Common taste and flavour terms explained

A short flavour glossary:


Is the sensory impression from distinctive water-soluble substances affecting the gustatory sense (taste receptors on the tongue and oral cavity. Taste of course is a term used for a preference in eg food or fashion.


Comes from substances (polyphenol being one common one) that are often found in green vegetables eg endive, arugula, green peppers and other products. It is, at times confused, with astringency. About 30 % of the population has a low tolerance to bitterness in foods.


This is acidity in foods such as lemon, vinegar, lactic acid (found in fermented products eg dairy, sauerkraut) as well as acidity in wines (tartaric) are of highest importance to balance the quality of food and drink.


This is important in culinary applications for retaining flavours and nutrients in foods. Salt maintains osmotic pressure and is essential for our survival. As usual, the question is, how much of a good thing should we have?


The individual’s taste conditioning dictates how much sweetness we like. Sweetness in food too often only comes from sugar or other forms of carbohydrates.


The sixth flavour dimension. Yes, we are equipped with tasting receptors for fats. That may explain our liking for it and too often, choosing fatty foods.


Umami is the savoury taste as found in a good, strong broth or the many proteins (meat and seafood) we consume. Some ingredients such as mushrooms, tomatoes, celery, lemons, seaweeds are high in glutamate thus providing, if not elevating, the total flavour of a dish.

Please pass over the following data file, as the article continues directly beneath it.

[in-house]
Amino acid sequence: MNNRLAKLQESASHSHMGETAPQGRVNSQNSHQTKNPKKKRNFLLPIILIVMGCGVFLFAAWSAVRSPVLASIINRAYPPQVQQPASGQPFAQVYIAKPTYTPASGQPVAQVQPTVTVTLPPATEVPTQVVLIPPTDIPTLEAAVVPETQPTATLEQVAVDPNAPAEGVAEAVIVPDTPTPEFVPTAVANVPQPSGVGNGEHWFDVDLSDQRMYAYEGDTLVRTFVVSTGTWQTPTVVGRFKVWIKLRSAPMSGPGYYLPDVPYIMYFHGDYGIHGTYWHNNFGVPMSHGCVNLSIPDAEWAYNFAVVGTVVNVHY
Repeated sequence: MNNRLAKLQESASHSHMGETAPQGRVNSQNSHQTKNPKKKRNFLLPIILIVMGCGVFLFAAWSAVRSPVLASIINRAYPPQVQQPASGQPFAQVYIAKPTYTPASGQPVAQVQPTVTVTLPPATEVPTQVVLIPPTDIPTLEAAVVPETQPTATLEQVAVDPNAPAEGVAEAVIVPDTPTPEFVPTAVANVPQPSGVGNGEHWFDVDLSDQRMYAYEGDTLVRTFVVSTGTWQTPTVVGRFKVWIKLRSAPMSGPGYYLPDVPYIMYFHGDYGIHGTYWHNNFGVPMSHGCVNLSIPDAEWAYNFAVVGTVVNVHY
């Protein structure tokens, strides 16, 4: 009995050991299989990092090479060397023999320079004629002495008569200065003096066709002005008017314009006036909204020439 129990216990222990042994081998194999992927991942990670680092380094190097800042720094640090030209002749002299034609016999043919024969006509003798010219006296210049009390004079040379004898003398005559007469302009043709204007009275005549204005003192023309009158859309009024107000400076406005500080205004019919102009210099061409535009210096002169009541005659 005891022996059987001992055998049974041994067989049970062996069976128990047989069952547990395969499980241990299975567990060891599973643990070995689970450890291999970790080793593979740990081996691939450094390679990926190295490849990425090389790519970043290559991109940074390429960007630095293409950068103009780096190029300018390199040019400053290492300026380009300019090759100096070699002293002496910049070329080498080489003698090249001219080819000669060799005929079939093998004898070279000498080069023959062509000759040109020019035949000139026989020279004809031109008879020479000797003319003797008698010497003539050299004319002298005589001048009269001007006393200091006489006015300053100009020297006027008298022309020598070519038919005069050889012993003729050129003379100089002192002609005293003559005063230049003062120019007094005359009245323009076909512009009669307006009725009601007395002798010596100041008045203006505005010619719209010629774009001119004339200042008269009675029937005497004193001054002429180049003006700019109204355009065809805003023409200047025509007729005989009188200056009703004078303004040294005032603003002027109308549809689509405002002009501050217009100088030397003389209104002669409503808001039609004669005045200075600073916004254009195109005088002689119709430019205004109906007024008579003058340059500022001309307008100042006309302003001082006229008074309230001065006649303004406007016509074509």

Smelling or the sense of smell. Individual’s preference and sensitivity to smell varies greatly. Olfactory sensations are triggered by volatile compounds that stimulate chemo-sensors in the olfactory mucosa (that's the olfactory bulb that sits above the upper nasal tract).


This is the total identifiable (positive) smell impression that may be perceived by the olfactory sense. Flavour molecules stimulate through nasal and retro-nasal olfaction.


Refers to a group of smells as opposed to a single predominant smell or aroma (olfactory impression).


Also referred to as tactile sense or chemisthesis. It is the total oral experience of haptic (tactile and kinaesthetic), thermal and, sometimes, pain perception. The stimulating, at times irritating sense of chemisthesis is associated with pungency, spiciness, acidity, elasticity (chewiness, firmness, density, crispiness, viscosity and CO2 (carbon dioxide re bubbles) in foods (or beverages).


Tactile sensations transmitted by touch receptors in mouth and throat such as crispiness or crunchiness among other textures.


Structural quality of food that can be appreciated through tactile (haptic), fluidity (rheological) as well as optical and acoustic perception.

Conditioning of the palette

The threshold of a particular sense becomes adapted to an increased intensity level by a stimulant. The liking for perhaps increased levels of salt, sugar or chilli hotness serves as an example. The term also applies to eccentric preferences of taste and aroma that leads to the emergence of likes and dislikes in foods and beverages.


A sensory impression that lasts longest after having swallowed food or beverage. 


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